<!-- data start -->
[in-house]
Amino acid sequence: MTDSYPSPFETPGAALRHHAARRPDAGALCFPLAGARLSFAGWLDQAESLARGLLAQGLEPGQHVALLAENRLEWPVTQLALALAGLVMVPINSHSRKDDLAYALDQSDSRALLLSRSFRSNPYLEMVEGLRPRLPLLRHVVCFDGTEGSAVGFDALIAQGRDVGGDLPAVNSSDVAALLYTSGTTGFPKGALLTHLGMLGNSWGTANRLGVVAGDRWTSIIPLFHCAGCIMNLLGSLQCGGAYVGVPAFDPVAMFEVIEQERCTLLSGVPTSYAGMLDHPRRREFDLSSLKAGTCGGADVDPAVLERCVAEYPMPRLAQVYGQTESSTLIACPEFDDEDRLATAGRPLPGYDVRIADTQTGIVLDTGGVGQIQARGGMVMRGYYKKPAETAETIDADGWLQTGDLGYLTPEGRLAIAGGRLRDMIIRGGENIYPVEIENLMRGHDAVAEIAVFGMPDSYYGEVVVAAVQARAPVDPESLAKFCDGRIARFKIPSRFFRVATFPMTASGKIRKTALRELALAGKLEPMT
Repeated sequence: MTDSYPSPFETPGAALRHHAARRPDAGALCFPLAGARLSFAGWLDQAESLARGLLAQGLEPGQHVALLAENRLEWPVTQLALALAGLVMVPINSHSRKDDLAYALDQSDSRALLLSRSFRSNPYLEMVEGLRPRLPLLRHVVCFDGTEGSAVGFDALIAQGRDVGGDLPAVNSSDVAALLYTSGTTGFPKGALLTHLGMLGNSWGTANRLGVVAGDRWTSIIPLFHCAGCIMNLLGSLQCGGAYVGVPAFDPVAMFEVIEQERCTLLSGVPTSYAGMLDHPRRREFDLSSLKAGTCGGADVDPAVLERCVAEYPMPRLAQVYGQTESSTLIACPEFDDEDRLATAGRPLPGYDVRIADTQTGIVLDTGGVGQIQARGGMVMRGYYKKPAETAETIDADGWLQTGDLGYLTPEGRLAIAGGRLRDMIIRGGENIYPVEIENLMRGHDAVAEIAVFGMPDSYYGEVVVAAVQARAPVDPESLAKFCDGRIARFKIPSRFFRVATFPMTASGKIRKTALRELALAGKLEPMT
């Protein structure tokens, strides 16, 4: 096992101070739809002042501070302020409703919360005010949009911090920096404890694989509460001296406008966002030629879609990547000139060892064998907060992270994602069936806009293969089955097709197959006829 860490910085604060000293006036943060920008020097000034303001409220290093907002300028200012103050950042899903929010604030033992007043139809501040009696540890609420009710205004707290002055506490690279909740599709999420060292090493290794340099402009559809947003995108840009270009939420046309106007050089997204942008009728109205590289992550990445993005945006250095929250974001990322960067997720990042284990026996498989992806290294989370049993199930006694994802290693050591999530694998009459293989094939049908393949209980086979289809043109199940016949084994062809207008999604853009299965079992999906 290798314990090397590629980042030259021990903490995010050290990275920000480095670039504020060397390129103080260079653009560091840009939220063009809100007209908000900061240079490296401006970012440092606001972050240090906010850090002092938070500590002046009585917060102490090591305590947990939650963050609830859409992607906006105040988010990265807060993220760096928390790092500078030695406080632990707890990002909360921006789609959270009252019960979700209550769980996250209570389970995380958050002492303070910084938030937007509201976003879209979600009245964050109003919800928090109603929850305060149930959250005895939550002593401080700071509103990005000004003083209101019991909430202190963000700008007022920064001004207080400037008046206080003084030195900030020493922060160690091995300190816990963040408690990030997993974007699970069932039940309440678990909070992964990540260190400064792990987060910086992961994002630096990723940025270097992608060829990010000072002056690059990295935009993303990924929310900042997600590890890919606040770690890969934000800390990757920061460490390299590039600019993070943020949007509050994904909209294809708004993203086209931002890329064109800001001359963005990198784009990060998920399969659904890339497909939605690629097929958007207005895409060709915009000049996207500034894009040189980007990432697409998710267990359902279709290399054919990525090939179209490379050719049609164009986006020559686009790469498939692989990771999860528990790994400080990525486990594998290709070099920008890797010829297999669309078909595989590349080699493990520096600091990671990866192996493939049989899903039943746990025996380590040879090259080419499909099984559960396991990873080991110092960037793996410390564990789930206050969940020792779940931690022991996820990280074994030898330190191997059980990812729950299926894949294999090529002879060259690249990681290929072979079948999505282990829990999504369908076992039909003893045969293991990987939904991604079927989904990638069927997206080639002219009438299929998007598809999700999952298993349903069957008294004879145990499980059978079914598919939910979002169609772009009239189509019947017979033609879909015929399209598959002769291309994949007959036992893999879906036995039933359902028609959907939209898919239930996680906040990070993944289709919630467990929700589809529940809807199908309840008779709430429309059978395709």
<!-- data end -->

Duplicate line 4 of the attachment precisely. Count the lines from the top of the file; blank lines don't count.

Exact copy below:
């Protein structure tokens, strides 16, 4: 096992101070739809002042501070302020409703919360005010949009911090920096404890694989509460001296406008966002030629879609990547000139060892064998907060992270994602069936806009293969089955097709197959006829 860490910085604060000293006036943060920008020097000034303001409220290093907002300028200012103050950042899903929010604030033992007043139809501040009696540890609420009710205004707290002055506490690279909740599709999420060292090493290794340099402009559809947003995108840009270009939420046309106007050089997204942008009728109205590289992550990445993005945006250095929250974001990322960067997720990042284990026996498989992806290294989370049993199930006694994802290693050591999530694998009459293989094939049908393949209980086979289809043109199940016949084994062809207008999604853009299965079992999906 290798314990090397590629980042030259021990903490995010050290990275920000480095670039504020060397390129103080260079653009560091840009939220063009809100007209908000900061240079490296401006970012440092606001972050240090906010850090002092938070500590002046009585917060102490090591305590947990939650963050609830859409992607906006105040988010990265807060993220760096928390790092500078030695406080632990707890990002909360921006789609959270009252019960979700209550769980996250209570389970995380958050002492303070910084938030937007509201976003879209979600009245964050109003919800928090109603929850305060149930959250005895939550002593401080700071509103990005000004003083209101019991909430202190963000700008007022920064001004207080400037008046206080003084030195900030020493922060160690091995300190816990963040408690990030997993974007699970069932039940309440678990909070992964990540260190400064792990987060910086992961994002630096990723940025270097992608060829990010000072002056690059990295935009993303990924929310900042997600590890890919606040770690890969934000800390990757920061460490390299590039600019993070943020949007509050994904909209294809708004993203086209931002890329064109800001001359963005990198784009990060998920399969659904890339497909939605690629097929958007207005895409060709915009000049996207500034894009040189980007990432697409998710267990359902279709290399054919990525090939179209490379050719049609164009986006020559686009790469498939692989990771999860528990790994400080990525486990594998290709070099920008890797010829297999669309078909595989590349080699493990520096600091990671990866192996493939049989899903039943746990025996380590040879090259080419499909099984559960396991990873080991110092960037793996410390564990789930206050969940020792779940931690022991996820990280074994030898330190191997059980990812729950299926894949294999090529002879060259690249990681290929072979079948999505282990829990999504369908076992039909003893045969293991990987939904991604079927989904990638069927997206080639002219009438299929998007598809999700999952298993349903069957008294004879145990499980059978079914598919939910979002169609772009009239189509019947017979033609879909015929399209598959002769291309994949007959036992893999879906036995039933359902028609959907939209898919239930996680906040990070993944289709919630467990929700589809529940809807199908309840008779709430429309059978395709």